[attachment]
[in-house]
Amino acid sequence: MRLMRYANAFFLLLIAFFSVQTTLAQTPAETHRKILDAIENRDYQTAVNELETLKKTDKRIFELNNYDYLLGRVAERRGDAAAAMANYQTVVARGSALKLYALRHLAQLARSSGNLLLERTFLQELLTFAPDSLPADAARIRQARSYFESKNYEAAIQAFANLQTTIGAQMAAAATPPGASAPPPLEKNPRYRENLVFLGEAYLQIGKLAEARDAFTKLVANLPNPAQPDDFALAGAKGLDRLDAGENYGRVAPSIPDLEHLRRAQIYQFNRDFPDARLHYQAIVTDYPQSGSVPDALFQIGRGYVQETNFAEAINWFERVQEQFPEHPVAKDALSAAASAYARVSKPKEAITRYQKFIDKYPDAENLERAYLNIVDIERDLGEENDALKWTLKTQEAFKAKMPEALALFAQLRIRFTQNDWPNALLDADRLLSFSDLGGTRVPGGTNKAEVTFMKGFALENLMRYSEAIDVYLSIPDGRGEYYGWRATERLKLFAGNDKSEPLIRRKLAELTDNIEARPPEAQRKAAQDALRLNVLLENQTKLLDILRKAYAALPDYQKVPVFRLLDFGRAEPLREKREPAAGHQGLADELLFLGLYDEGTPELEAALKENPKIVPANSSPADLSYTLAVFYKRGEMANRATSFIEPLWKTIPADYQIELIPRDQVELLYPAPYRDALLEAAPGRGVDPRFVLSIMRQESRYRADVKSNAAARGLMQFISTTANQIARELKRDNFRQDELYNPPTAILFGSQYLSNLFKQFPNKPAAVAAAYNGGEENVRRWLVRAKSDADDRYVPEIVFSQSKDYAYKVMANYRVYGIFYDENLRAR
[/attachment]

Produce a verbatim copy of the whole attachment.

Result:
[in-house]
Amino acid sequence: MRLMRYANAFFLLLIAFFSVQTTLAQTPAETHRKILDAIENRDYQTAVNELETLKKTDKRIFELNNYDYLLGRVAERRGDAAAAMANYQTVVARGSALKLYALRHLAQLARSSGNLLLERTFLQELLTFAPDSLPADAARIRQARSYFESKNYEAAIQAFANLQTTIGAQMAAAATPPGASAPPPLEKNPRYRENLVFLGEAYLQIGKLAEARDAFTKLVANLPNPAQPDDFALAGAKGLDRLDAGENYGRVAPSIPDLEHLRRAQIYQFNRDFPDARLHYQAIVTDYPQSGSVPDALFQIGRGYVQETNFAEAINWFERVQEQFPEHPVAKDALSAAASAYARVSKPKEAITRYQKFIDKYPDAENLERAYLNIVDIERDLGEENDALKWTLKTQEAFKAKMPEALALFAQLRIRFTQNDWPNALLDADRLLSFSDLGGTRVPGGTNKAEVTFMKGFALENLMRYSEAIDVYLSIPDGRGEYYGWRATERLKLFAGNDKSEPLIRRKLAELTDNIEARPPEAQRKAAQDALRLNVLLENQTKLLDILRKAYAALPDYQKVPVFRLLDFGRAEPLREKREPAAGHQGLADELLFLGLYDEGTPELEAALKENPKIVPANSSPADLSYTLAVFYKRGEMANRATSFIEPLWKTIPADYQIELIPRDQVELLYPAPYRDALLEAAPGRGVDPRFVLSIMRQESRYRADVKSNAAARGLMQFISTTANQIARELKRDNFRQDELYNPPTAILFGSQYLSNLFKQFPNKPAAVAAAYNGGEENVRRWLVRAKSDADDRYVPEIVFSQSKDYAYKVMANYRVYGIFYDENLRAR